Liván defected to the United States at the age of 20 in 1995. He has enjoyed a fine 14-year career as a member of the Marlins, Giants, Expos, Nationals, Diamondbacks, Twins, Rockies and Mets. A workhorse on the mound, Hernández led the league in innings pitched for three straight years from 2003-05. The two-time All-Star won a World Series with the Marlins in 1997, earning NLCS and World Series MVP honors along the way.
Ordóñez ditched the Cuban national team while they were in Buffalo, N.Y., for a game. He signed with the Mets and played seven years with the franchise before playing a season each with the Devil Rays and Cubs. Ordóñez never did much at the plate, but he churned out plenty of highlight material with his glove, winning three Gold Gloves in a row from 1997-99.
"El Duque," the half-brother of Liván Hernández, defected from Cuba on the day after Christmas in 1997. After accepting an offer of asylum in Costa Rica, Hernandez signed a four-year, $6.6 million deal with the Yankees. Over nine major league seasons with the Yankees, White Sox, Diamondbacks and Mets, El Duque compiled a 90-65 record and 4.13 ERA. But it was the playoffs where he really shined, as evidenced by his 9-3 record and 2.55 ERA in 19 postseason games. Hernández has four World Series rings (three with the Yankees, one with the White Sox).
Contreras enjoyed a fabulous career in the Cuban National Series, earning the distinction of Cuban Athlete of the Year on three separate occasions. In 1999, the Cuban national team played the Baltimore Orioles and Contreras pitched eight shutout innings, striking out 10 and catching the eyes of Major League scouts. Contreras left Cuba in 2002, and the Yankees signed him to a four-year, $32 million contract. Although he never lived up to expectations in New York, Contreras enjoyed many good years with the White Sox. His best season came in 2005, when he went 15-7 with a 3.61 ERA and helped the White Sox win the World Series.
Báez defected from the Cuban national team at the 1999 Pan American Games in Winnipeg, Canada and signed with the Indians. In ten major league seasons, Báez compiled a 40-57 record and a 4.25 ERA. He saved 96 games from 2003-05 with the Indians and Devil Rays, making the All-Star Game in 2005.
On a United States tour with the Cuban national team prior to the 1996 Olympics, Arrojo defected in the wee hours in Albany, Ga. The right-handed pitcher signed with the Devil Rays and was an All-Star in his first season (1998), going 14-12 with a 3.56 ERA. He went on to pitch four more seasons for the Devil Rays, Rockies and Red Sox, finishing with a career ERA of 4.55.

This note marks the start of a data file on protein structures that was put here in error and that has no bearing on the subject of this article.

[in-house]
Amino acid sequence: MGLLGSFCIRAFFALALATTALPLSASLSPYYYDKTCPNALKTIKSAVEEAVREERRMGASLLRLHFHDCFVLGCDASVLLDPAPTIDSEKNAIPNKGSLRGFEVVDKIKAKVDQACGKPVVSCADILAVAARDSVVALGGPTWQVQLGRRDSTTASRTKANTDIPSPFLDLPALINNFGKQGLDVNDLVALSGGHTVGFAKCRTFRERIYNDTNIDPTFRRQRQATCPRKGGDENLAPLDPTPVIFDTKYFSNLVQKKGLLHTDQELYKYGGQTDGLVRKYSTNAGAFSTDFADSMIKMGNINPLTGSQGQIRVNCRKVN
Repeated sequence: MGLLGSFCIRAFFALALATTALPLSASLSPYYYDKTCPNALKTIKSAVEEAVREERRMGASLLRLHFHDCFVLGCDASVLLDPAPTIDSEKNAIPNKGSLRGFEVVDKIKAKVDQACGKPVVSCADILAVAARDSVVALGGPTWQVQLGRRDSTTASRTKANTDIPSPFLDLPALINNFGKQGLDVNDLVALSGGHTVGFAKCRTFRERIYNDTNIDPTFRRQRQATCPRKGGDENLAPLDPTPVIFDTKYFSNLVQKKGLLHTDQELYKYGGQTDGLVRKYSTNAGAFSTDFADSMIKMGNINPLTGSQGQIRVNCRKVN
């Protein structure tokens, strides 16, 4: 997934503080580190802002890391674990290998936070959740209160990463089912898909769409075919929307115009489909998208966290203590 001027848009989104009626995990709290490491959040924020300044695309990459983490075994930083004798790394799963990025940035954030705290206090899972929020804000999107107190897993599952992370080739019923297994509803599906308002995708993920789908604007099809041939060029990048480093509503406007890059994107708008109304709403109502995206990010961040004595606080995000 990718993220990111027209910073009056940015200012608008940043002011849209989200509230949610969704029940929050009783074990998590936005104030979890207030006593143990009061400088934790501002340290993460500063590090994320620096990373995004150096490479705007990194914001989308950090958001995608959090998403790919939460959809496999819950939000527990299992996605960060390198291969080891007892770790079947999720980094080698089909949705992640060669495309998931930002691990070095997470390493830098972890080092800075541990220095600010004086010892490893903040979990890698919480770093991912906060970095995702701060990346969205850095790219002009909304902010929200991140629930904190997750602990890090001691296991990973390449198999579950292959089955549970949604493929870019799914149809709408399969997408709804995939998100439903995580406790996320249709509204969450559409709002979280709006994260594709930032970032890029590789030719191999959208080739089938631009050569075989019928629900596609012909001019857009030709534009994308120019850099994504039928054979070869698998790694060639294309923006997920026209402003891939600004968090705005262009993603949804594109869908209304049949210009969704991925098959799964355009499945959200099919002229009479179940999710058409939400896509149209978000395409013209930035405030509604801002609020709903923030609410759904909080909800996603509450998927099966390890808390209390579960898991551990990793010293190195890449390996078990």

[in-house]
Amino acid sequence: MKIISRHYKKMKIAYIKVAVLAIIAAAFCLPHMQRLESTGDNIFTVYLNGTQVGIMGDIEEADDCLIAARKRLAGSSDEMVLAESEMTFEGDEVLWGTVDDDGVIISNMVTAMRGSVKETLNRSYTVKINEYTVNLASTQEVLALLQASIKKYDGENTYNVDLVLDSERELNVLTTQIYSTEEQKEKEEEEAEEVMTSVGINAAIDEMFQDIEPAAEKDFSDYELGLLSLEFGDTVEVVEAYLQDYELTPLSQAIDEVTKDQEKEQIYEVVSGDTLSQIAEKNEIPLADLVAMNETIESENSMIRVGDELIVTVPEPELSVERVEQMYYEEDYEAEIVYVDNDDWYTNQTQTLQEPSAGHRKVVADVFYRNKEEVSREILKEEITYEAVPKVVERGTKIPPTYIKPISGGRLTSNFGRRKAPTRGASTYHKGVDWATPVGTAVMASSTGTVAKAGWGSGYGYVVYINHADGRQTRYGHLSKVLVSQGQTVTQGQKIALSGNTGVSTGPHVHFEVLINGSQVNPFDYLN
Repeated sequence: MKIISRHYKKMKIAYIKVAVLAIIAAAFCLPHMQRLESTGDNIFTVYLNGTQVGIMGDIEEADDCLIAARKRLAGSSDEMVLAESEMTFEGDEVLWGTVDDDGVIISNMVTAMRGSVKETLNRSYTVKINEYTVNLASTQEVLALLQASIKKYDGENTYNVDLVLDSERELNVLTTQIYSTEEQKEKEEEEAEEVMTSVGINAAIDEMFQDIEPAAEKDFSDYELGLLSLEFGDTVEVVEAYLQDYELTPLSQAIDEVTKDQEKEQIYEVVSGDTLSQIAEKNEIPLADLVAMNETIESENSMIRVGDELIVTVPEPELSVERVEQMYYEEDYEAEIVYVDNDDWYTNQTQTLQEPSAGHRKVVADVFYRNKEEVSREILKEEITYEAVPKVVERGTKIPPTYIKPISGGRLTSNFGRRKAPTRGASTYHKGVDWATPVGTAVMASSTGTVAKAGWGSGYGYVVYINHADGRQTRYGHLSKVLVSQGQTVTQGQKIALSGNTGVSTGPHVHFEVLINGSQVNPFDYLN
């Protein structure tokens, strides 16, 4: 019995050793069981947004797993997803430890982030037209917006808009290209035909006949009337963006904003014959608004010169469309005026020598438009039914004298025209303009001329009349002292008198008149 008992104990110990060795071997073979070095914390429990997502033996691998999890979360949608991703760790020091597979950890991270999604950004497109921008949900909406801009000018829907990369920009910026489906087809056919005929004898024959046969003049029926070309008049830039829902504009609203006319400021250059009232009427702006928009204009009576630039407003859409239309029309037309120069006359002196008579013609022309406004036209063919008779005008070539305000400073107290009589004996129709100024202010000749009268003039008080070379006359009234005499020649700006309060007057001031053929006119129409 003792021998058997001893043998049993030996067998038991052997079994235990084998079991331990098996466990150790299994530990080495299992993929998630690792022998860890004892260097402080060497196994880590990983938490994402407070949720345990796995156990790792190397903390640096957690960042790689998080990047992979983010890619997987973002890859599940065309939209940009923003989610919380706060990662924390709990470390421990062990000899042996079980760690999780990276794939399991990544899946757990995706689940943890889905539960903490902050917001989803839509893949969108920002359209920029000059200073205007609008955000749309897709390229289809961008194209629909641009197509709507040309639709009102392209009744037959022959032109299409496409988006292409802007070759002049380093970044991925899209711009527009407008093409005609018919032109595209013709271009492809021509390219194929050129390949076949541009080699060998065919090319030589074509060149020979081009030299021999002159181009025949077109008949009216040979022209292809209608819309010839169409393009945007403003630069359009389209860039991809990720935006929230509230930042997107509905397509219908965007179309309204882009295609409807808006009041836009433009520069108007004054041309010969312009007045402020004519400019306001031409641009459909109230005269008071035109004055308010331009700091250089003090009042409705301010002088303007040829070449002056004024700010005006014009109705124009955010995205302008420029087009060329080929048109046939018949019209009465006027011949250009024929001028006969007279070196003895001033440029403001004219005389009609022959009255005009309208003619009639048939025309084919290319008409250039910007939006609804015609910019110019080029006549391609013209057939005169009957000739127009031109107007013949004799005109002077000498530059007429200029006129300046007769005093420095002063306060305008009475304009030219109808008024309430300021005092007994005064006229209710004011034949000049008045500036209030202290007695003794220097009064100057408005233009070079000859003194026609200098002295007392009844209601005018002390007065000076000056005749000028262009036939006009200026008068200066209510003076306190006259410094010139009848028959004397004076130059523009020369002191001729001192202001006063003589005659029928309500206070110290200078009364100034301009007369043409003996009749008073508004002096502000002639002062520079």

Arocha was a trailblazer as the first player to defect from the Cuban team in three decades when he left his teammates at the Miami airport in 1991. Arocha was signed by the Cardinals and played parts of four seasons for St. Louis and San Francisco, but his best one was his first in 1993, as he went 11-8 with a 3.78 ERA.
Sánchez left Cuba on a raft in August of 1994. The outfielder was drafted by Tampa Bay in 1996. In five major league seasons with the Brewers, Tigers, Devil Rays and Giants, Sanchez hit a respectable .296, but only hit six total home runs. Sánchez is probably best known as the first Major League Baseball player to be suspended for violating the league's drug policy in April of 2005.
Betancourt was smuggled out of Cuba aboard a speedboat, but the story gets hazy after that. According to court documents, Betancourt spent time in a Mexican jail for a fraudulent passport, but eventually he made his way to the U.S. and signed a $3.65 million contact with the Mariners. Betancourt played nine seasons in the big leagues with the Mariners, Royals and Brewers, leading the NL in sacrifice flies (10) in 2011.
The right-hander defected to Venezuela in 1995 and signed a $1.8 million contract with Arizona. Núñez played nine major league seasons with the Diamondbacks, Marlins, Rockies and Braves.
The Red Sox have already exceeded their international signing limits and will be taxed by Major League Baseball and banned from signing international free agents for the next two signing periods. Boston has until July 15 to pay the tax and up to three years to pay out Moncada's bonus. The bonus and other penalties are expected to drive the Red Sox's cost to about $60 million.
The 19-year-old left Cuba in August and became eligible for MLB free agency after establishing residency in Guatemala.
Moncada, a switch-hitter, played second base, shortstop and centerfield during the 2013-14 Serie Nacional season, hitting .273 in 195 plate appearances.
The Red Sox finished last in the American League East last year with a 71-91 record, one season after winning their third World Series title in the past 10 years.
- Scooby Axson